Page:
Book Review: Prisoners of Hope
Lyndon B. Johnson, The Great Society,
and the Limits of Liberalism
by Randall B. Woods
Basic Books, 2016
Randall Woods, a history professor at the University of Arkansas, has written the first stand-alone narrative history of President Johnson’s “Great Society” programs; his Prisoners of Hope: Lyndon B. Johnson, the Great Society, and the Limits of Liberalism is a deeply-researched and wonderfully readable account of one of the most important barrages of legislation ever enacted in American history. He’s prised the origins, elaboration, Congressional wrangling, and widespread societal aftershocks of Johnson’s lawmaking work out of the larger narrative of Johnson’s presidency, and the effect invites some startling reassessments.
Especially seen in the light of the endemic gridlock of today’s Congress, Johnson’s accomplishment over the course of only a handful of years looks nothing short of astonishing. After the assassination of President Kennedy in 1963, Johnson used his signature combination of cajoling and bullying to get over a thousand pieces of legislation passed, making new law and new regulation on a sweeping range of issues. The Equal Accommodations Act, the Voting Rights Act, the Immigration Act, the Fair Housing Act, Medicare and Medicaid, and a host of other federal acts dealing with public education, jobs, clean air and water, public television – these and more were overseen and pushed forward by President Johnson with what Woods characterizes as the federal government “promising first to expand the benefits of citizenship and then to extend them to those previously excluded.” Woods sees it as in part a continuation of the century’s earlier landmark feat of social engineering:
What the Great Society was about was expanding the definition of citizenship and extending full citizenship to as many individuals as possible. Expanded Social Security, the Elementary and Secondary Education Act, the War on Poverty, Model Cities, clean air and clean water legislation, and Medicare/Medicaid were collectively an effort to realize the positive rights that FDR had articulated during the New Deal – the right to adequate health care, to a basic education, to a decent-paying job, to a secure old age, to a safe environment.
Woods is excellent throughout his book in assessing LBJ’s effectiveness while only very occasionally sliding into hagiography, although his contention that Johnson was “motivated by feelings of Christian charity and compassion and determined to use religion in his quest to achieve some degree of social and economic justice in an imperfect world,” might strike Johnson scholars as a touch bizarre, as will the strain throughout the book linking the Great Society with some sort of postwar Great Awakening in America. The book often pitches this slate of Congressional legislation in incantatory good-vs-evil, and it never quite works:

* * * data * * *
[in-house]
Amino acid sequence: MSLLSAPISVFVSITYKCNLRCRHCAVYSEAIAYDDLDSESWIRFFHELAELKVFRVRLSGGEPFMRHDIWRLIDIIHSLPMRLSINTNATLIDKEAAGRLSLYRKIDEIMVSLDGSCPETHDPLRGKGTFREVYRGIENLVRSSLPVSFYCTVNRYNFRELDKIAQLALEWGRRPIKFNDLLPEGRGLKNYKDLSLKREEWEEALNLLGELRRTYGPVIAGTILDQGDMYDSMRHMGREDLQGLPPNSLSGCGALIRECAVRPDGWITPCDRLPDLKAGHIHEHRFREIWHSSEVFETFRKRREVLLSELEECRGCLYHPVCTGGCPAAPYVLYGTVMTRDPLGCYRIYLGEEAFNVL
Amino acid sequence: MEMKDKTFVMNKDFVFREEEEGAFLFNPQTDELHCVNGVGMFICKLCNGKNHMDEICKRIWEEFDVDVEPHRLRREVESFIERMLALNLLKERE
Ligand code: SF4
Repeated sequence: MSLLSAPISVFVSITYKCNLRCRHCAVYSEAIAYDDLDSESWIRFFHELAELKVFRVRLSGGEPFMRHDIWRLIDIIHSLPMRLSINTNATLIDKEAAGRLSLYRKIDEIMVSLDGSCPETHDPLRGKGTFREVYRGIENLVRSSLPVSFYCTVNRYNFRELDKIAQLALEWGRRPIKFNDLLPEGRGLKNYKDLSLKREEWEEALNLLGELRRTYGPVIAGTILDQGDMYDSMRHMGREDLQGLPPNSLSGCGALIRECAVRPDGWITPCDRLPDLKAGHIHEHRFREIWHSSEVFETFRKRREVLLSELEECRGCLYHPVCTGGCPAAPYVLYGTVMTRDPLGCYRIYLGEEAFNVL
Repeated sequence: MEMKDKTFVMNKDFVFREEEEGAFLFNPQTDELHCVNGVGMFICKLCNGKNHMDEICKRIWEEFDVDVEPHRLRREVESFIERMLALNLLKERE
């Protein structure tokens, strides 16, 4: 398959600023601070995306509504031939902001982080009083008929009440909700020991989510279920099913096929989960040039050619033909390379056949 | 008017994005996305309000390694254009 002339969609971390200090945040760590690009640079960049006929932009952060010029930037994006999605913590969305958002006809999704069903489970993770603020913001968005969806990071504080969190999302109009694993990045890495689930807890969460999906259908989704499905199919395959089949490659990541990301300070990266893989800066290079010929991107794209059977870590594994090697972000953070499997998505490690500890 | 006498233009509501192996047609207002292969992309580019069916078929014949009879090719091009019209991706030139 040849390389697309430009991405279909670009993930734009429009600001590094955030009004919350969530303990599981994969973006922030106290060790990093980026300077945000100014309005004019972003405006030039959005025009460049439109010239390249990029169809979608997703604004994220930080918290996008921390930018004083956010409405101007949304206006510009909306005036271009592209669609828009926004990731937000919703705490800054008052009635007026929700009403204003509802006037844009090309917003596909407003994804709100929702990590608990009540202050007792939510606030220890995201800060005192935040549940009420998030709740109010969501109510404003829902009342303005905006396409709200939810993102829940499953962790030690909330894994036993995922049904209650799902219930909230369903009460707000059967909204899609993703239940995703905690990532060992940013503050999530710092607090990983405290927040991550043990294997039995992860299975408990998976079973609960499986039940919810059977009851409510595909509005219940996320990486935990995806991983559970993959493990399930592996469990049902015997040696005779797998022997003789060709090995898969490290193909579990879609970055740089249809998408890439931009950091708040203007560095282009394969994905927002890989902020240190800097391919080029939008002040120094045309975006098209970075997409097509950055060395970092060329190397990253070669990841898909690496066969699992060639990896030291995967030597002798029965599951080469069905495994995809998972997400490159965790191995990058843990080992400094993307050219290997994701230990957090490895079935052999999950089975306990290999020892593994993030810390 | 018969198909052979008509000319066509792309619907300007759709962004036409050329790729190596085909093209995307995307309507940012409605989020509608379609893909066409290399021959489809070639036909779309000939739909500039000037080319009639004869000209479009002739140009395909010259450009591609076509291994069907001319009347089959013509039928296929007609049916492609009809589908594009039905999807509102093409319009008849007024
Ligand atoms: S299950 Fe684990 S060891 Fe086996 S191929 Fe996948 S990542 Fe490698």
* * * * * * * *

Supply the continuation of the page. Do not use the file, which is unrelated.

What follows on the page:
Though LBJ and his advisers preached the politics of consensus, they were very much aware of the pervasiveness of evil in the world – racial prejudice, economic exploitation, political oppression, hunger, disease. Believers must do the best they could under the circumstances, but LBJ thought they should do it with a vengeance.
But for most of its length Prisoners of Hope stays on this side of the Rapture and provides a very insightful excavation of the maneuverings of the 20th century’s most enigmatic US president. Woods of course hardly needs to stress the embattled present-day relevance of both Johnson’s legacy and the philosophy behind the Great Society. The role of the federal government in both expanding citizenship and guaranteeing social safety nets has provided the heat that’s been bringing the ongoing presidential race to a spattering boil for months (it’s the fascination of a full hour to wonder what LBJ would have made of 2016 candidate Bernie Sanders), and the question of what government should do for citizens will keep the Great Society pertinent as the modern-times high water mark of the answer. Prisoners of Hope is as much a blueprint as it is an autopsy.